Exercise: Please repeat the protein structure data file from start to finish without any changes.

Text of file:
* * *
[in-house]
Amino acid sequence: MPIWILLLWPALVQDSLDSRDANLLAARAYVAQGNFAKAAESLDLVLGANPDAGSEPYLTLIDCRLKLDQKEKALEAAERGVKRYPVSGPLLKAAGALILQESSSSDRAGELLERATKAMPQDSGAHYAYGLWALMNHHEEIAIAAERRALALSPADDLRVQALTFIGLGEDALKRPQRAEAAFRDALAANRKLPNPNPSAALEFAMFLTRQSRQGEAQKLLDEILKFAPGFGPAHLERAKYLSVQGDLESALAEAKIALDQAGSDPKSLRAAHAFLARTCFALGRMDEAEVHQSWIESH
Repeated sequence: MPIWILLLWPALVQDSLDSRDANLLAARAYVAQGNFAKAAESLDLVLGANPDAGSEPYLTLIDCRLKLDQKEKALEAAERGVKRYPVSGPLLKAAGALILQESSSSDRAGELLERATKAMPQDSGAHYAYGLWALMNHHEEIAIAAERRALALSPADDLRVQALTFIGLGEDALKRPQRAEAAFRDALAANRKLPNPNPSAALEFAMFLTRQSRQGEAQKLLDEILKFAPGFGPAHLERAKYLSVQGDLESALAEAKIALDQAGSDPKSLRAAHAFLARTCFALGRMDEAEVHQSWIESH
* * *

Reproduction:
[in-house]
Amino acid sequence: MPIWILLLWPALVQDSLDSRDANLLAARAYVAQGNFAKAAESLDLVLGANPDAGSEPYLTLIDCRLKLDQKEKALEAAERGVKRYPVSGPLLKAAGALILQESSSSDRAGELLERATKAMPQDSGAHYAYGLWALMNHHEEIAIAAERRALALSPADDLRVQALTFIGLGEDALKRPQRAEAAFRDALAANRKLPNPNPSAALEFAMFLTRQSRQGEAQKLLDEILKFAPGFGPAHLERAKYLSVQGDLESALAEAKIALDQAGSDPKSLRAAHAFLARTCFALGRMDEAEVHQSWIESH
Repeated sequence: MPIWILLLWPALVQDSLDSRDANLLAARAYVAQGNFAKAAESLDLVLGANPDAGSEPYLTLIDCRLKLDQKEKALEAAERGVKRYPVSGPLLKAAGALILQESSSSDRAGELLERATKAMPQDSGAHYAYGLWALMNHHEEIAIAAERRALALSPADDLRVQALTFIGLGEDALKRPQRAEAAFRDALAANRKLPNPNPSAALEFAMFLTRQSRQGEAQKLLDEILKFAPGFGPAHLERAKYLSVQGDLESALAEAKIALDQAGSDPKSLRAAHAFLARTCFALGRMDEAEVHQSWIESH